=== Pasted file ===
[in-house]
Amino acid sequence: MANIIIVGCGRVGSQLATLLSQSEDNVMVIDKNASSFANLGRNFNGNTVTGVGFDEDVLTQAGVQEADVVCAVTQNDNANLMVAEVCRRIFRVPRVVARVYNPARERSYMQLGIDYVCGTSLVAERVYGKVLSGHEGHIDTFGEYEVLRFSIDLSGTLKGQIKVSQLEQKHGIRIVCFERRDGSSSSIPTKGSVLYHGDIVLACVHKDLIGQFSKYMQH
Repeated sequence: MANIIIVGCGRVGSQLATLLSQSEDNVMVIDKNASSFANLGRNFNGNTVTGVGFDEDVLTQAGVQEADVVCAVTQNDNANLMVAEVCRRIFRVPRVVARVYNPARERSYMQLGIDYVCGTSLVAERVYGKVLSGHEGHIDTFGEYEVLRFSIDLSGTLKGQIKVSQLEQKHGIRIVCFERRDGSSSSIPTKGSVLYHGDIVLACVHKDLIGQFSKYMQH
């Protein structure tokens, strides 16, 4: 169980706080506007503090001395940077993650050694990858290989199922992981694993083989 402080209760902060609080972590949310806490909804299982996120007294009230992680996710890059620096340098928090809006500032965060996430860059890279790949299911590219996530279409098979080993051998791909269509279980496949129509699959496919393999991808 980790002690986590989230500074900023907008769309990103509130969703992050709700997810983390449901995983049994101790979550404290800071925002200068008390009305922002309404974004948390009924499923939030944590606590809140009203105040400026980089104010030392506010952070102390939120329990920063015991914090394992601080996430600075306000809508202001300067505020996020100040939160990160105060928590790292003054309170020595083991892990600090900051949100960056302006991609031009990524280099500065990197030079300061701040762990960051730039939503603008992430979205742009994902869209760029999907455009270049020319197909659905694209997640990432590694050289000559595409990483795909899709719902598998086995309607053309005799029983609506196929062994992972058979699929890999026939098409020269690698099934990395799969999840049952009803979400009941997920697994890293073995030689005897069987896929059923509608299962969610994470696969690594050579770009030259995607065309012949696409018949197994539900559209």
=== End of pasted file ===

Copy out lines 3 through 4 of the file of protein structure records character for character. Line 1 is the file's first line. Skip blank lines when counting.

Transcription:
Repeated sequence: MANIIIVGCGRVGSQLATLLSQSEDNVMVIDKNASSFANLGRNFNGNTVTGVGFDEDVLTQAGVQEADVVCAVTQNDNANLMVAEVCRRIFRVPRVVARVYNPARERSYMQLGIDYVCGTSLVAERVYGKVLSGHEGHIDTFGEYEVLRFSIDLSGTLKGQIKVSQLEQKHGIRIVCFERRDGSSSSIPTKGSVLYHGDIVLACVHKDLIGQFSKYMQH
């Protein structure tokens, strides 16, 4: 169980706080506007503090001395940077993650050694990858290989199922992981694993083989 402080209760902060609080972590949310806490909804299982996120007294009230992680996710890059620096340098928090809006500032965060996430860059890279790949299911590219996530279409098979080993051998791909269509279980496949129509699959496919393999991808 980790002690986590989230500074900023907008769309990103509130969703992050709700997810983390449901995983049994101790979550404290800071925002200068008390009305922002309404974004948390009924499923939030944590606590809140009203105040400026980089104010030392506010952070102390939120329990920063015991914090394992601080996430600075306000809508202001300067505020996020100040939160990160105060928590790292003054309170020595083991892990600090900051949100960056302006991609031009990524280099500065990197030079300061701040762990960051730039939503603008992430979205742009994902869209760029999907455009270049020319197909659905694209997640990432590694050289000559595409990483795909899709719902598998086995309607053309005799029983609506196929062994992972058979699929890999026939098409020269690698099934990395799969999840049952009803979400009941997920697994890293073995030689005897069987896929059923509608299962969610994470696969690594050579770009030259995607065309012949696409018949197994539900559209």